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QCtech (Geotechnical)
20 Jul 07 13:08
I have a low 56-day grout break. What investigative services can be done other than windsor probe (which is not exactly deependable)?
concretemasonry (Structural)
20 Jul 07 13:31
First check to see if you really need the grout strength specified for your appication.

Too often, a high grout strength can end up being specified since someone erroneously thinks stronger is better.

There are applications where the grout strength should be lower than the compressive strength of the masonry units.

What sampling and testing procedure was used? -  ASTM C1019?

Dick
QCtech (Geotechnical)
20 Jul 07 13:42
The specified grout strength is 3000 psi for load bearing walls (with pilasters). The mix itself was a job site mix not a ready mix. The grout was tested in accordance with ASTM C1019 (using the cardboard grout boxes-not the old school block strategy).The compressive strength were 53% at 7-day, 75% at 28-day and only went 80% at 56-day.
DarthSoilsGuy (Geotechnical)
20 Jul 07 14:18
what's the f'm for the total masonry package and the mortar used? (mortar types M,S,N?)

do you have submitted breaks for the CMU's by the supplier?

Are you the testing firm, contractor, grout supplier, egr?

What state are you located in?

concretemasonry (Structural)
20 Jul 07 15:25
Was there an f'm or was there just material specs required?

You may be faced with trying to acheive 3000 psi grout in a 1900 psi (net) block strength where the gorout is only intended to bond the rebar to the masonry, since the compression strength of the block is probably the critical item.

Mortar strengths are a minor factor in the compressive strength of most masonry. If you use higher strength grout to acheive a required prism strength, someone is making a very big error.

Cardboard forms can give misleading results with some different types of masonry units (unit density and absorption can vary widely).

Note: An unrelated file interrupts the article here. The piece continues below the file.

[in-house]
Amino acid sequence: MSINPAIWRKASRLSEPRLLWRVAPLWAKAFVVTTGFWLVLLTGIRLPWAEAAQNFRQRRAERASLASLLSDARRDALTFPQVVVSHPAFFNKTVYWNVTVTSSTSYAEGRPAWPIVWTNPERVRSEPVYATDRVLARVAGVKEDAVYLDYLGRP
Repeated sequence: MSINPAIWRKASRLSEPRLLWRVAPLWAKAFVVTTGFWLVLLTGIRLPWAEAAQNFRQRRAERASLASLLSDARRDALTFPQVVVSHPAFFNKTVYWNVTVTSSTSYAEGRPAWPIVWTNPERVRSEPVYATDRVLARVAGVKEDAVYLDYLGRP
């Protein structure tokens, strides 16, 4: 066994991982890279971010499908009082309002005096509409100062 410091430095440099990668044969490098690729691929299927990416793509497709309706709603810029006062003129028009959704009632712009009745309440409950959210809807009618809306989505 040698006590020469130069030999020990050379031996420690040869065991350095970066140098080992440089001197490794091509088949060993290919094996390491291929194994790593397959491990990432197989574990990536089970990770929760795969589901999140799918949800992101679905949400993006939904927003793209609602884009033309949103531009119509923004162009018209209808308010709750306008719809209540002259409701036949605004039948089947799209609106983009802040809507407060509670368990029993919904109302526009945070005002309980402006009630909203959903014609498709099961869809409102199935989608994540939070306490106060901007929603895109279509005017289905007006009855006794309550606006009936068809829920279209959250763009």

If you are just testing the materials, give the results to the engineer, so he can decide if the materials are adequate for the design in the big picture.
henri2 (Materials)
20 Jul 07 18:18
For engineered masonry in essential and nonessential facilities, IBC Sec 2105.2 and MSJC Spec Article 1.4B provide two methods for verifying compliance with f'm. IBC 1708 deals with level of QA and frequency of testing.

The first method dealt with in 2105.2, is the unit strength method and the second method is the prism test method.

In addition to testing masonry units, compliance with f'g is required when the unit strength method is used. The f’g must be equal to f’m but must not be less than 2,000 psi. It seems that the unit strength method is the approach you followed. No?

If compliance with f'm is by the unit strength method, what are the f'm, type of mortar used, and the required net area compressive strength of the CMUs? Do you have test results for compressive strength of the masonry units?

Well, what are the options if compliance with f’m is not achieved with either the UNIT STRENGTH METHOD or the PRISM TEST METHOD? The code (IBC 2105.3) does permit for determining compliance with f'm by testing prisms cut from masonry. If you want to utilize an NDT method as an alternate, it will be prudent to first discuss this approach with the EOR and AHJ/BO in order to seek approval of the NDT method proposed.
QCtech (Geotechnical)
23 Jul 07 8:14
F'm is 2000 with type S mortar and 3000 psi grout. The NDT method is not good due to the reinf. steel in the block. Only the reinf. cells are grouted. I know that the SER must approve or disapprove the components in place. The contractor wants to know what tests may be done for the grout to determine the in place strength. There has been one other grout test for the project and it made strength at 28-days.
DarthSoilsGuy (Geotechnical)
23 Jul 07 8:52
F'm = 2000psi has a grout with min 2000psi.  i don't think there is a problem.

of course the SER is god in the issue since it's his/her spec.

Watch out for NDT on the walls. just b/c there is an ASTM test for saw-cutting and compression testing the sample doesn't mean it is easy or that your break machine can handle the load.  Windsor probing is not meant for what you're doing.  

As far as the rebar and the grout spacing goes, this has been a problem with this test every time it's been done NDT, would you agree. I had to take samples to the university to break them.  The samples were truly pains in but to cap too (had to build molds and it was still awkward ~1 hr per sample.  There is an old Uniform Building Code method that involves horizontal coring the wall and testing the core that appears easy to perform.

I've been using NDT loosely here, obviously coring or saw-cutting samples are DT.  I am unaware (and very skeptical of it if one exists) of any true NDT test for masonry construction in this application, but i don't see a problem with what you've presented anyway.

bottom
DarthSoilsGuy (Geotechnical)
23 Jul 07 8:58
ignore the "bottom" don't know how it got there

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